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Is Your Smartphone Spying on You? Miami Lawsuit Targets "Invasive" Carrier IQ Software

Categories: Silicon Beach
photo by John Karakansantis via Wikimedia Commons
What if your smartphone has secretly tracked everything you've done for the past two years: every Google search, every website, every key stroke -- not to mention everywhere you've traveled? Sounds like a paranoid fantasy from Enemy of the State, but that's exactly what a secret bit of phone software made by a company called Carrier IQ seems to have done to millions of BlackBerry, Nokia, and Android phones.

An analyst discovered the covert software last month, and a group of Miami residents is now suing the California company for breaching their privacy. "This software is literally a secret agent placed in your phone with the sole purpose of relaying your actions back to the company," says Daniel Dolan, one of the lawyers behind the suit.

To understand the lawsuit, it's worth recounting the recent Clancy-plot-worthy discovery of the software.

Last month, a 25-year-old analyst named Trevor Eckhart published a startling revelation on his blog: A standard program installed on his smartphone appeared to be tracking almost everything he was doing.

The discovery set off an explosion across the geekosphere. Carrier IQ's software was installed on millions of phones -- every Samsung phone with Android and every BlackBerry since 2009.

Company execs quickly released a video explaining the software tracked only "metrics" -- such as how often calls are dropped and where -- but they later admitted they also could read texts, see keystrokes, and collect mounds of other data.

Dolan filed suit against the company December 2 on behalf of seven Miamians whose phones had the secretive software onboard (an action mirrored in recent weeks by dozens of other plaintiffs across the nation). He says Carrier IQ's program clearly violated their privacy rights.

"The company's story has changed several times, and it keeps getting rebutted," Dolan says. "When you sign a contract with a cell phone company, you're not signing off on this kind of invasive data-gathering happening."

(Riptide called Carrier IQ for a response to Dolan's lawsuit. We haven't heard back, but if we do, we'll update the post.)

The firestorm set off by Eckhart's discovery has led to quick action. Sen. Al Franken has called for congressional inquiries, Federal Trade Commission investigators have opened a probe, and just yesterday Sprint announced it was turning off the firm's software on 26 million phones.

Dolan says millions in Florida likely had their data tracked with the software.

"Carrier's own marketing materials used to say they had 142 million people in their software," he says. "This case will affect a huge number of people."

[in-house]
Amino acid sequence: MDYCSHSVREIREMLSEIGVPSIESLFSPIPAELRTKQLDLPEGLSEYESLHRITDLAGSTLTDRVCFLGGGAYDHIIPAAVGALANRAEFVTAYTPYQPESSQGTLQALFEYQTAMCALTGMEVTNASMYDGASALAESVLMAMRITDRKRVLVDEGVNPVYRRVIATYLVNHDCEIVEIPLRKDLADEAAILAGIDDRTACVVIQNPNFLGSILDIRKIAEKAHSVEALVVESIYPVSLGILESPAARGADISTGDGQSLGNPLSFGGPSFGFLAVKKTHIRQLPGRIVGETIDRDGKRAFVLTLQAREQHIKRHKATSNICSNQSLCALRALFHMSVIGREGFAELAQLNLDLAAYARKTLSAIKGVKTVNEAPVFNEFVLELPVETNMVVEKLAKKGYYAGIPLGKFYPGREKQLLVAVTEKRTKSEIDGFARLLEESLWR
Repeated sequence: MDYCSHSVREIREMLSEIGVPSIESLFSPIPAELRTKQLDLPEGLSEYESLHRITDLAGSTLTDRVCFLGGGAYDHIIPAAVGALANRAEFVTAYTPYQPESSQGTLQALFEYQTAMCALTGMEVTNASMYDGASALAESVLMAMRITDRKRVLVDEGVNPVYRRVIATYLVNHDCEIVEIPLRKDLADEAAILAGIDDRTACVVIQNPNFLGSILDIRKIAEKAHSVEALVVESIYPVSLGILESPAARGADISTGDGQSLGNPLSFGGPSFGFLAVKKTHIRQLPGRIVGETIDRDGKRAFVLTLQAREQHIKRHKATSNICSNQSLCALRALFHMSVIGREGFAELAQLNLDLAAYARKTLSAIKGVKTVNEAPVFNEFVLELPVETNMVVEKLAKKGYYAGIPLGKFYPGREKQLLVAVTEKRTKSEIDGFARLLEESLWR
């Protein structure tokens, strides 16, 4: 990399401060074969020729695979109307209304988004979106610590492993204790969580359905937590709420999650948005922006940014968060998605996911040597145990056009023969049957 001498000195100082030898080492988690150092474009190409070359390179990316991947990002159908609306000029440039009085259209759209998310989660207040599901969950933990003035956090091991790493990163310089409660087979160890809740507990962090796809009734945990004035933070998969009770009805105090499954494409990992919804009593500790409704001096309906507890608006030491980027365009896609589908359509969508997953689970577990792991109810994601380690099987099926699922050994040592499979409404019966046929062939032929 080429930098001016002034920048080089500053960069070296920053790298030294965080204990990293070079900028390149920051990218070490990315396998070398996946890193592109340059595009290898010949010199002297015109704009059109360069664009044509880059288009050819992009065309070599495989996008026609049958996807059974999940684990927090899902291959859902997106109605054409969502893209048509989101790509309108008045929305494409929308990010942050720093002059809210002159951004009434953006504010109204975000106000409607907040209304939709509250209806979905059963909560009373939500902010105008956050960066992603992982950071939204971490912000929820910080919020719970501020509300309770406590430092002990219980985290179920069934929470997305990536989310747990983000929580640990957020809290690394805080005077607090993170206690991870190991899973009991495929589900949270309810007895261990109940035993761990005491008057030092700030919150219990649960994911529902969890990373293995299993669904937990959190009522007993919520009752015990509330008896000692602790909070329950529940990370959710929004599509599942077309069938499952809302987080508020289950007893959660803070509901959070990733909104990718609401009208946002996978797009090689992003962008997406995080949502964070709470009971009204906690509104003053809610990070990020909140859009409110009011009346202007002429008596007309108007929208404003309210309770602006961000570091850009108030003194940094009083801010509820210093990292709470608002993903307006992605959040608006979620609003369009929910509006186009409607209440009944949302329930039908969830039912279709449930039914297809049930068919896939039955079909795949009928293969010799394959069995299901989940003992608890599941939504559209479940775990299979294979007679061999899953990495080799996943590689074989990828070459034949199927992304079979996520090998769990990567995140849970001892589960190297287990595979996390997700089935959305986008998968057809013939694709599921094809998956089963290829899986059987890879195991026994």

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5 comments
Blackberry Spy
Blackberry Spy

Yes most of the government agencies, employers using such kind of monitoring software and monitoring application that spy each and every activity that we of their subordinaties, 

Yet not get any software and update from anywhere that tell us who is spying us and how can can keep ourself away such detective software. 

Chris
Chris

Instead of including a picture of a Windows Phone for this article, which none of their phones have the Carrier IQ program installed on it, why not use a picture an Android or Blackberry phone?  You know, something that was actually mentioned in this article.

VongMee
VongMee

Sounds to me like they may well be onto somethign dude.www.Total-Privacy dot US

James G. Camp
James G. Camp

"What if your smartphone has secretly tracked everything you've done for the past two years: every Google search, every website, every key stroke -- not to mention everywhere you've traveled? Sounds like a paranoid fantasy from Enemy of the State, but that's exactly what a secret bit of phone software made by a company called Carrier IQ seems to have done to millions of Blackberry, Nokia and Android phones."

I can see where this is going. Your employer follows you around too. How about your government, Your ISP for your home computer. Maybe this company is outsourced by the Federal government to follow you around as part of the Patriot Act ? And let's not forget anything internet related, Linked In, they want to know who you know, who your network is. Facebook, they want to know your friends, where and when you've been. Sue all of them all you want, doubt this goes anywhere beyond being a class action law suit so that lawyers get paid and the victims get rewarded chump change to buy a cup of coffee, maybe at Starbucks ?

Tim Elfrink
Tim Elfrink

I included that pic because HTC phones have Carrier IQ software, and that was a generic HTC device with a blurred out screen. You're right though, a blurred out screen running Android would've been better. 

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